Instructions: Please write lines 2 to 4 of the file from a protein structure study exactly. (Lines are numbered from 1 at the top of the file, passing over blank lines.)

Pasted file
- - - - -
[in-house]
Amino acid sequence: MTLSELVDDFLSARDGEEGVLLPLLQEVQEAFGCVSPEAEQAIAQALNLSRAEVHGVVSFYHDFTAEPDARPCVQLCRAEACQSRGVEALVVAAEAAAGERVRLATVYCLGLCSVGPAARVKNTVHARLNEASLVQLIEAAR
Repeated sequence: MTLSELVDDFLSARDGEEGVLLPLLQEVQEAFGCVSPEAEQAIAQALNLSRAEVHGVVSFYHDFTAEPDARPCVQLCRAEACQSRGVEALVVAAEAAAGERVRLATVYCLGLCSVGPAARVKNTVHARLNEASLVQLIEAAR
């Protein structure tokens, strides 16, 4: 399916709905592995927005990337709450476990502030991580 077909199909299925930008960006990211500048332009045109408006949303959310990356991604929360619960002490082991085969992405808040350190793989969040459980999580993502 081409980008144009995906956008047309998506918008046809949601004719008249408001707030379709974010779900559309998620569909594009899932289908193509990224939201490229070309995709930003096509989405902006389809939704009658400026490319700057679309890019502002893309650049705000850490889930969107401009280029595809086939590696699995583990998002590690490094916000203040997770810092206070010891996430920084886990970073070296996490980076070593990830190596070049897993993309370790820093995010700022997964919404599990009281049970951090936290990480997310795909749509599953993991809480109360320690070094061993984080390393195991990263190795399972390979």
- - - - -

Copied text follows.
Amino acid sequence: MTLSELVDDFLSARDGEEGVLLPLLQEVQEAFGCVSPEAEQAIAQALNLSRAEVHGVVSFYHDFTAEPDARPCVQLCRAEACQSRGVEALVVAAEAAAGERVRLATVYCLGLCSVGPAARVKNTVHARLNEASLVQLIEAAR
Repeated sequence: MTLSELVDDFLSARDGEEGVLLPLLQEVQEAFGCVSPEAEQAIAQALNLSRAEVHGVVSFYHDFTAEPDARPCVQLCRAEACQSRGVEALVVAAEAAAGERVRLATVYCLGLCSVGPAARVKNTVHARLNEASLVQLIEAAR
């Protein structure tokens, strides 16, 4: 399916709905592995927005990337709450476990502030991580 077909199909299925930008960006990211500048332009045109408006949303959310990356991604929360619960002490082991085969992405808040350190793989969040459980999580993502 081409980008144009995906956008047309998506918008046809949601004719008249408001707030379709974010779900559309998620569909594009899932289908193509990224939201490229070309995709930003096509989405902006389809939704009658400026490319700057679309890019502002893309650049705000850490889930969107401009280029595809086939590696699995583990998002590690490094916000203040997770810092206070010891996430920084886990970073070296996490980076070593990830190596070049897993993309370790820093995010700022997964919404599990009281049970951090936290990480997310795909749509599953993991809480109360320690070094061993984080390393195991990263190795399972390979």